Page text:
The Road to Glory
by Neil Duffield
- The play explores how children were enlisted as soldiers to go to war against the French and fight in the battle of Agincourt.
- Teaches British history in an entertaining way.
- Suitable for schools, colleges and youth theatres to perform.
A group of young villagers, some of them barely out of childhood, enlist in King Henry’s army and set sail from Southampton to claim the throne of France for England. Each has a different reason for going and their expectations vary, but none has any experience of fighting in a war. Combining fact and fantasy, the play takes us on a journey from the peace of rural England to the bloody battlefields of Agincourt in France, when the villagers finally come face to face with the mightiest army in Europe.
What happens will change their lives forever.
“… an extraordinarily moving and effective play, so dramatic that, at times, it is almost assaulting.” The Guardian
“… this blazingly adventurous show.” The Scotsman
“… no doubting the show’s mesmerising appeal to the imagination, which seized the audience with rapt delight.” Daily Telegraph
“… there is not a moment which isn’t magical.” Yorkshire Post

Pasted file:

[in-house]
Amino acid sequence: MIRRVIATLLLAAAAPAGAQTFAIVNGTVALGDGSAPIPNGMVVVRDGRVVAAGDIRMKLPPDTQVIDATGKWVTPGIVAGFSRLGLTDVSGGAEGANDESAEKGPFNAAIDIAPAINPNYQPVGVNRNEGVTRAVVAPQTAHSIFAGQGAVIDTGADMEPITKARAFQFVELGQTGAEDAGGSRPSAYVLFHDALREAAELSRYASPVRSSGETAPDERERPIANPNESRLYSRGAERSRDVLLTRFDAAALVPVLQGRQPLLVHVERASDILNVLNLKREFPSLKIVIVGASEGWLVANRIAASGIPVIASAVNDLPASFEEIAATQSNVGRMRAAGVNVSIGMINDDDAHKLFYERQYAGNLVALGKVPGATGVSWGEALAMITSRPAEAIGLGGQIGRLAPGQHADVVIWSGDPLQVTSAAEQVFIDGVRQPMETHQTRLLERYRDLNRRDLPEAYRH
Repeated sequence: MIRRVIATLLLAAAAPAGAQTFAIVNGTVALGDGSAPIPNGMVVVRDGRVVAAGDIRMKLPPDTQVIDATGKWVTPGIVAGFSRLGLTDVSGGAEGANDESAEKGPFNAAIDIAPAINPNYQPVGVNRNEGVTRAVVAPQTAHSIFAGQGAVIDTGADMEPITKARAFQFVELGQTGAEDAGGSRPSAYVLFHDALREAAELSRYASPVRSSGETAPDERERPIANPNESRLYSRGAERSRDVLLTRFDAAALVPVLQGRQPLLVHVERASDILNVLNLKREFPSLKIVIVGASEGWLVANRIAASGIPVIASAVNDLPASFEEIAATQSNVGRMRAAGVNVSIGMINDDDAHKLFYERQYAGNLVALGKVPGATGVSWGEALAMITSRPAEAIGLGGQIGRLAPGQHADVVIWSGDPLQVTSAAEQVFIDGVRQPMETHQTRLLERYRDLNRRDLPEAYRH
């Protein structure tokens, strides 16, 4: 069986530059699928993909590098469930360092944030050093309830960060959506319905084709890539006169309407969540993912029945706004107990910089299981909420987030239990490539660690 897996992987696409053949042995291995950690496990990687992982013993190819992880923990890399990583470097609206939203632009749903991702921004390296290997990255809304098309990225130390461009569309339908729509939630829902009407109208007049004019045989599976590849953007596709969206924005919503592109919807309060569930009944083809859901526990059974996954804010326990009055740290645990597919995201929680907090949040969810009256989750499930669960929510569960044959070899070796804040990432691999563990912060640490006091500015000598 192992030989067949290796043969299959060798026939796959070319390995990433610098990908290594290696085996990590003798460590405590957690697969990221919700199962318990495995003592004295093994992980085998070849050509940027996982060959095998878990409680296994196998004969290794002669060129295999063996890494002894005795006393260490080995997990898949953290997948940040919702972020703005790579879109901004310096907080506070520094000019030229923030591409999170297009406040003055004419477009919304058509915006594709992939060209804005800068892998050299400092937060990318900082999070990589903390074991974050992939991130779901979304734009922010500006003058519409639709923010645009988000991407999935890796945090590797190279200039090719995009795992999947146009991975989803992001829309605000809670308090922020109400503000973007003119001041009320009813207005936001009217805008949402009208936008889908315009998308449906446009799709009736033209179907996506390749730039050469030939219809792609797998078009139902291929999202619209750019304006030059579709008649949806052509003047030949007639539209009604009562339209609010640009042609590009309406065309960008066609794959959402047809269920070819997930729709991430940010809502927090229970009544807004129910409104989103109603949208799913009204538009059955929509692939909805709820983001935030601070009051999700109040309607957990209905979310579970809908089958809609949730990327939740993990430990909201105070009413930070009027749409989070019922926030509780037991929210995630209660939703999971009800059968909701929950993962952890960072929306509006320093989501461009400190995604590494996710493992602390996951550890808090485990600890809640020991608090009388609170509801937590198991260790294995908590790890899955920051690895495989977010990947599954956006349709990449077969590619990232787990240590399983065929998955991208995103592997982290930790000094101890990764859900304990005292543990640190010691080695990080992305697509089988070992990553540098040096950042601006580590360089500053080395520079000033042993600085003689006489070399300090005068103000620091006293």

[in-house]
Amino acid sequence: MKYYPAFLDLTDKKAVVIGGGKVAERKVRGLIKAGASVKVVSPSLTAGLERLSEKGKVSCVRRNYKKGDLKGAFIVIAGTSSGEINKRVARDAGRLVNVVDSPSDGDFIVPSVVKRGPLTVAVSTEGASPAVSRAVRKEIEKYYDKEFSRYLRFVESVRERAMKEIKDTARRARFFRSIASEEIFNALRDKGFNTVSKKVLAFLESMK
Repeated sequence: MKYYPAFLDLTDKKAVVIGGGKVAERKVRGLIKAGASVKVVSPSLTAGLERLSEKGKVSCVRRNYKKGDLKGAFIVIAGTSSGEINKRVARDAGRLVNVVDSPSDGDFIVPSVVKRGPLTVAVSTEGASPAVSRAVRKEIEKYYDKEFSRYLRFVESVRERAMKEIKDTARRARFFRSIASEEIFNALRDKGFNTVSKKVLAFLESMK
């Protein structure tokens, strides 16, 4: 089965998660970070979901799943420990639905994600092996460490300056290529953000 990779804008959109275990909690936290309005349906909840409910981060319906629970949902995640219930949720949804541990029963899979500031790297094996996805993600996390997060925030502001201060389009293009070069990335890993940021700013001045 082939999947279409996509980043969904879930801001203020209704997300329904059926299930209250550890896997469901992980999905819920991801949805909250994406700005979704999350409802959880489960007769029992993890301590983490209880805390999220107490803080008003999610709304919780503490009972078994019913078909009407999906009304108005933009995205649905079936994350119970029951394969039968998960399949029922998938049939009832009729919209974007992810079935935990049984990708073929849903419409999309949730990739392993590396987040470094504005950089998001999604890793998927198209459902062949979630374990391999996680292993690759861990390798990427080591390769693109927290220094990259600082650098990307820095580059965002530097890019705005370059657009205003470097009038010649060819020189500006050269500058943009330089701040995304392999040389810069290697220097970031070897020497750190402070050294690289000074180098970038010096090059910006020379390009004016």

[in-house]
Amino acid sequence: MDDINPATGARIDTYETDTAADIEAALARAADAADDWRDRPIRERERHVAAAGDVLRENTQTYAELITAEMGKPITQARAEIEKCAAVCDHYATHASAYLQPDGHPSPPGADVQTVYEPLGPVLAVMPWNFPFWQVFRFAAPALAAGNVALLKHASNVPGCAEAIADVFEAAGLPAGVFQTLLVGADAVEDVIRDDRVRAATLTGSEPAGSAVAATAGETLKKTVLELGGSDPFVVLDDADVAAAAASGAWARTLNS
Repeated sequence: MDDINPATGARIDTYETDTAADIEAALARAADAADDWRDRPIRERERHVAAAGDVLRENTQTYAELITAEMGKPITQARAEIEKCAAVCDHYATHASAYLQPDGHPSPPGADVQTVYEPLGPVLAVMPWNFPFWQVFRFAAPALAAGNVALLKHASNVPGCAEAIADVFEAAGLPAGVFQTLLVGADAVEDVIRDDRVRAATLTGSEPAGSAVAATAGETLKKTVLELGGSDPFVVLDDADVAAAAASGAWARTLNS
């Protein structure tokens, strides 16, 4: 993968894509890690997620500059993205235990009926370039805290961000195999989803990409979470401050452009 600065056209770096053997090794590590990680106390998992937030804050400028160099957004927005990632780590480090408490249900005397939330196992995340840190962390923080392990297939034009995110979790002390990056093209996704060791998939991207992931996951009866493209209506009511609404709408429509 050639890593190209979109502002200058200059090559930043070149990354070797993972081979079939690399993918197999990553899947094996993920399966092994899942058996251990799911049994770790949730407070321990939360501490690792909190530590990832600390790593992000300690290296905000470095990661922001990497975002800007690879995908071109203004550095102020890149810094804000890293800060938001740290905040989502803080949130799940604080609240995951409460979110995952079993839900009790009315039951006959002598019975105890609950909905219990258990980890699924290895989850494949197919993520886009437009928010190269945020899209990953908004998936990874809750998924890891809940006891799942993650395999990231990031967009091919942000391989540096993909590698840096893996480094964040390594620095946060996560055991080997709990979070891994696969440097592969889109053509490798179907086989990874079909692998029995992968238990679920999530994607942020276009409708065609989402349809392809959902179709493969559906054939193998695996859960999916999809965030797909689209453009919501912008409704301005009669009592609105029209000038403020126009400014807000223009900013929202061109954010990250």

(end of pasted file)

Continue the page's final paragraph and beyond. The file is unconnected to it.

“… a marvellous play, a complex dramatic story, challenging in both form and content” Times Educational Supplement
About the author
Neil Duffield has written more than 50 plays which have been produced extensively throughout Britain and abroad. His play The Lost Warrior, commissioned by the Dukes Lancaster, won the 2006 Arts Council of England Award for work which displays excellence, inspiration and innovation in children’s theatre.
Recent productions include: The Ugly Duckling (Sheffield Crucible and Nottingham Playhouse 2007), Leopard (Sheffield Crucible 2007), The Hunchback of Notre Dame (Dukes Theatre, Lancaster 2006). The Snow Queen (Watermill Theatre, Newbury 2006), The Firebird (Northumberland Theatre Company 2006), The Secret Garden (Helix Theatre Dublin 2005) and The Emperor’s New Clothes (Midlands Arts Centre, 2005).
Neil is married to freelance theatre director Eileen Murphy and lives in Bolton.
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